I am fascinated and passionate about food and the environment.


As an environmentalist at heart, I struggle with the beauty of the oil pumpers, the towering derricks and glowing refineries. Just like most cities, Huntington Beach has transformed dramatically since my grandfather used to work in the oil fields, and 40 years ago my parent's track-home was built on the same oil fields. Today, instead of oil fields, there are numerous large estates, SUVs and crowded wide streets.

Inspired by my childhood memories of Huntington Beach, my oil well projects critique the growth of a city, speak about sugarcoating the past, and question land use for oil production.


My recent food related projects are about how we are fed and taught to think about food. The constant search for truth drives many of my artworks. It has also guided my artmaking to involve kids in the process through gardening and nutrition education. I realize that I don’t think I can make an artwork that can make a kid eat vegetables, but I can help them grow a vegetable and they will love and eat it. Tasting has become an important part of my artwork.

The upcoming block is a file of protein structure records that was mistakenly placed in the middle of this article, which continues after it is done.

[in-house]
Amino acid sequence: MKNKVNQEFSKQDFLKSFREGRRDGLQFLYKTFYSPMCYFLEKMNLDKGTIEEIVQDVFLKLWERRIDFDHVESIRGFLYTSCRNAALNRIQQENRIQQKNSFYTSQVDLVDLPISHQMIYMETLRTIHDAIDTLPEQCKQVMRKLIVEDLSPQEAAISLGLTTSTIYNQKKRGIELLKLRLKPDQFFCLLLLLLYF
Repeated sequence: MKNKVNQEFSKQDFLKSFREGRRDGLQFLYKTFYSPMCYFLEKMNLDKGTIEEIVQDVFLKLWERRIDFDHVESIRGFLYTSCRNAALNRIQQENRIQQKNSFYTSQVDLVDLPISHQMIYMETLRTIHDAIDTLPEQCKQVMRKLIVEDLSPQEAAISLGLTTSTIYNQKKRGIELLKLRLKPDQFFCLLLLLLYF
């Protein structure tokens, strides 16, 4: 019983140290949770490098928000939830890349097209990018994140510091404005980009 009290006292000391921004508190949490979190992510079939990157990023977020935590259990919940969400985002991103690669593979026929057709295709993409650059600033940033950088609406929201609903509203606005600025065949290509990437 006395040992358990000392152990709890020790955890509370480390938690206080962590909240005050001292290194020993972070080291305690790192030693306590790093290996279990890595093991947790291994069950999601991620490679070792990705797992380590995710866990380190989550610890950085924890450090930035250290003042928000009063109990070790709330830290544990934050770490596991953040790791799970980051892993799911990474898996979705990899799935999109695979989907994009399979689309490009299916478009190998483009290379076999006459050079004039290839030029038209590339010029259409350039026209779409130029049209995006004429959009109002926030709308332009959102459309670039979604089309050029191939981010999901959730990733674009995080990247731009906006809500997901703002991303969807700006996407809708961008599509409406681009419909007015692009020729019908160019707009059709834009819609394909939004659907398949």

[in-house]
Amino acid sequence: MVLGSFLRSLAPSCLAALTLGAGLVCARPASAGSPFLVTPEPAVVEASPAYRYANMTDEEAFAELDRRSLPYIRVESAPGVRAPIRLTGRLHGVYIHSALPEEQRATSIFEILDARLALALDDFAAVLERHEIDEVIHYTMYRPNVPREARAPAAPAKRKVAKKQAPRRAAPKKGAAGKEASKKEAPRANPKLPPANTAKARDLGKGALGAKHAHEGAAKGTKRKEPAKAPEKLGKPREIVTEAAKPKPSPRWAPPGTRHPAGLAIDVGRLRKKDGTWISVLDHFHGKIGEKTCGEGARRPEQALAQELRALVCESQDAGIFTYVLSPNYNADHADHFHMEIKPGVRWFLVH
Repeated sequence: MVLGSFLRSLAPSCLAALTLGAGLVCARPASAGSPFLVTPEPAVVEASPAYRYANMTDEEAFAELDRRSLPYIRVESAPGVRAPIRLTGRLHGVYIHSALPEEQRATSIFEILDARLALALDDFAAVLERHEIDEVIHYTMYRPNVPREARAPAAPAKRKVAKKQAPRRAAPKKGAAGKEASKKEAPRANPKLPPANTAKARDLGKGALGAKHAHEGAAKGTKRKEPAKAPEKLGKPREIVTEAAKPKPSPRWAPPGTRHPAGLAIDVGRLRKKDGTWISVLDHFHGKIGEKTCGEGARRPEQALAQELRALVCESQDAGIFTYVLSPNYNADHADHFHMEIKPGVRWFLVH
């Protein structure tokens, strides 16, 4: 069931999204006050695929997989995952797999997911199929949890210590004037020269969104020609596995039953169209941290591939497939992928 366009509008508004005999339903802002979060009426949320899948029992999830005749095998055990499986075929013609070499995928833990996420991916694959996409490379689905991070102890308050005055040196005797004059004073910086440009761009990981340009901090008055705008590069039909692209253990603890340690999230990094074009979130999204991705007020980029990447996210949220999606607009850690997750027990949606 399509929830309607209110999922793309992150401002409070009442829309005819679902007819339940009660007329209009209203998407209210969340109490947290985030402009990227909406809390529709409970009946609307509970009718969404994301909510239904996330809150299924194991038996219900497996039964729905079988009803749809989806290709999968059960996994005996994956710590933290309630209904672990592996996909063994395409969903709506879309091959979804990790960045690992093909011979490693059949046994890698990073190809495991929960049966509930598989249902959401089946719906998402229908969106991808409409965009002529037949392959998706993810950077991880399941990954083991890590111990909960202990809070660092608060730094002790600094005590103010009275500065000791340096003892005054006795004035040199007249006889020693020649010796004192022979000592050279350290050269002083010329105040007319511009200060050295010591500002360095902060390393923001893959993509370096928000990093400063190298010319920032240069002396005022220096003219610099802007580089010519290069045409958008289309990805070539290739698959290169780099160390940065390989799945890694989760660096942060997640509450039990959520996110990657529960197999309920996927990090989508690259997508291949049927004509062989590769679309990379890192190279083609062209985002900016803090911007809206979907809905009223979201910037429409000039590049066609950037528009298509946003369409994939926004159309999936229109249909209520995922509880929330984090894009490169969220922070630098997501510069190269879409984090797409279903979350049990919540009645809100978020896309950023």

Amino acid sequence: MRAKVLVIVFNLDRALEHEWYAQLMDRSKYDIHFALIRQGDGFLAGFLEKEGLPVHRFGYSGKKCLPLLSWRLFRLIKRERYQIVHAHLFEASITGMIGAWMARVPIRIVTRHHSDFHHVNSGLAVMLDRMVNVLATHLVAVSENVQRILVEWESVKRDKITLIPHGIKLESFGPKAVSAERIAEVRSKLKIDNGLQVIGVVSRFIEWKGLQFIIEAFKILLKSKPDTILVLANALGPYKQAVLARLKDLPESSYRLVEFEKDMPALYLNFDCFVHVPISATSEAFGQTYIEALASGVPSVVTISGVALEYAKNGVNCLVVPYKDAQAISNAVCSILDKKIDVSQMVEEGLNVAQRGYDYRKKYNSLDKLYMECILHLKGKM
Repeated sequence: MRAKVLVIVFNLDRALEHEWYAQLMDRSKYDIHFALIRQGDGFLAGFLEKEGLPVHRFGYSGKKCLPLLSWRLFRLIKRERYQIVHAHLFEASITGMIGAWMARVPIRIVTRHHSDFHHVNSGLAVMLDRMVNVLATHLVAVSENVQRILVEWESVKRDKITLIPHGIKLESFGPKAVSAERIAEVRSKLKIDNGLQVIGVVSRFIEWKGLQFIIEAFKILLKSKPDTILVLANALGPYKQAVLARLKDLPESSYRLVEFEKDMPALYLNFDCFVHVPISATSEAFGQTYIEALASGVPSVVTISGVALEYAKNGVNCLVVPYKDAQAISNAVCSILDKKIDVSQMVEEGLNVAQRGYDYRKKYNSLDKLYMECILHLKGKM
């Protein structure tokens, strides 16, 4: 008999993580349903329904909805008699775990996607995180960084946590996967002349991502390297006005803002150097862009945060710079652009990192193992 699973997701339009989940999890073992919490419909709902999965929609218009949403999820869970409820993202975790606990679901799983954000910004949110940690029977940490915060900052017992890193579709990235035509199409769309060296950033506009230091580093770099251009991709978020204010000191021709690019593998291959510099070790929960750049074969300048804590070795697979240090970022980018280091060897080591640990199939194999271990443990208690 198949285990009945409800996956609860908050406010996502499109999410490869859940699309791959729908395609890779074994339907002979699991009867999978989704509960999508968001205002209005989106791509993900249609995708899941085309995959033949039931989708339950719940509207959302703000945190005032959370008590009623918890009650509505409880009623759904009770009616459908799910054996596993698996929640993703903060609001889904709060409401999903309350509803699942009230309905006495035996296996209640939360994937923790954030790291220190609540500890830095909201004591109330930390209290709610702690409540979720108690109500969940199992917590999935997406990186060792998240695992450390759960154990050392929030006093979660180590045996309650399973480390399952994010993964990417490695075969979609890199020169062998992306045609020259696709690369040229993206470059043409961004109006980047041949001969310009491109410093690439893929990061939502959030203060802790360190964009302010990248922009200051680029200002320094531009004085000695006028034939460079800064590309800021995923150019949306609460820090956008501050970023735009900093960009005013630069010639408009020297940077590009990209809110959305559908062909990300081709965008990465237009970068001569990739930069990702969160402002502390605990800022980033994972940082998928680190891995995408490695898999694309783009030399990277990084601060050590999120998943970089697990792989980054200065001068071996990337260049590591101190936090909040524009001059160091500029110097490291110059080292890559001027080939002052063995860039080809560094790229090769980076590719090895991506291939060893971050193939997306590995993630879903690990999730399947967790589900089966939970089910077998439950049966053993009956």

The Mini Mobile Museum of Sweeteners mobile cart presents information about artificial and natural sweeteners by traveling the streets of San Diego. For the last few years, I have been creating characters of various sweeteners, aspartame, sucrose, etc with trading cards to invite kids and adults to get to know them. As in most of my artwork, I use humor and sarcasm to present these sweetener “heros”. By eating foods with these sweeteners, although many of us don’t recognize them in the ingredients, they become “powerful” to the industry that then becomes richer. This constant stream of new products created by food scientists that drives the food industry is exciting but potentially damaging to our health. I find myself loving and hating food scientists at the same time. This contradiction is also about how we trust the industry and the government to know what’s good and then feel betrayed when we discover that they are more concerned about profit that our health.

@ 2014 Terri Hughes-Oelrich, All Rights Reserved